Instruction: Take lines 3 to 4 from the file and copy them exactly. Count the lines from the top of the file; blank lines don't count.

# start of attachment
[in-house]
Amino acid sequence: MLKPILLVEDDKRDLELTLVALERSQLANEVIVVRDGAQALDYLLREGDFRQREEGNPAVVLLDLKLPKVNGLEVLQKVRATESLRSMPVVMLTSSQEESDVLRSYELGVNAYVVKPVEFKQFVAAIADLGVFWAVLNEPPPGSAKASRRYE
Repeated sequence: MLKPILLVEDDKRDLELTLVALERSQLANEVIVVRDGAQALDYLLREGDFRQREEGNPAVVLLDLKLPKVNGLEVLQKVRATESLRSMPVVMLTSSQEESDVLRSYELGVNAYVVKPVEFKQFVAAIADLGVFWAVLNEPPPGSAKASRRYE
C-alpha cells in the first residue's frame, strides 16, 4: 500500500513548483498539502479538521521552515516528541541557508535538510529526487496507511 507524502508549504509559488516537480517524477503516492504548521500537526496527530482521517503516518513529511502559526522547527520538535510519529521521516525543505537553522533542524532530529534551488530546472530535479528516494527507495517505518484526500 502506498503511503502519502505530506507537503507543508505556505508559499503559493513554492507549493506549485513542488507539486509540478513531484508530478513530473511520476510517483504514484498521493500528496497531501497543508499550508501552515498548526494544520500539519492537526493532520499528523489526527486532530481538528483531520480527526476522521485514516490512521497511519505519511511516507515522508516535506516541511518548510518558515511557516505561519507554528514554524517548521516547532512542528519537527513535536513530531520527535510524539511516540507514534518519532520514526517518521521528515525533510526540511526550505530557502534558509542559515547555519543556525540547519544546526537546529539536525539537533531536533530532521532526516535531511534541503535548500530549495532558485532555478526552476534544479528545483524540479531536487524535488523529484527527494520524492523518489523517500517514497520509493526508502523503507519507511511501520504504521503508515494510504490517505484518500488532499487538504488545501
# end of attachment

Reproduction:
Repeated sequence: MLKPILLVEDDKRDLELTLVALERSQLANEVIVVRDGAQALDYLLREGDFRQREEGNPAVVLLDLKLPKVNGLEVLQKVRATESLRSMPVVMLTSSQEESDVLRSYELGVNAYVVKPVEFKQFVAAIADLGVFWAVLNEPPPGSAKASRRYE
C-alpha cells in the first residue's frame, strides 16, 4: 500500500513548483498539502479538521521552515516528541541557508535538510529526487496507511 507524502508549504509559488516537480517524477503516492504548521500537526496527530482521517503516518513529511502559526522547527520538535510519529521521516525543505537553522533542524532530529534551488530546472530535479528516494527507495517505518484526500 502506498503511503502519502505530506507537503507543508505556505508559499503559493513554492507549493506549485513542488507539486509540478513531484508530478513530473511520476510517483504514484498521493500528496497531501497543508499550508501552515498548526494544520500539519492537526493532520499528523489526527486532530481538528483531520480527526476522521485514516490512521497511519505519511511516507515522508516535506516541511518548510518558515511557516505561519507554528514554524517548521516547532512542528519537527513535536513530531520527535510524539511516540507514534518519532520514526517518521521528515525533510526540511526550505530557502534558509542559515547555519543556525540547519544546526537546529539536525539537533531536533530532521532526516535531511534541503535548500530549495532558485532555478526552476534544479528545483524540479531536487524535488523529484527527494520524492523518489523517500517514497520509493526508502523503507519507511511501520504504521503508515494510504490517505484518500488532499487538504488545501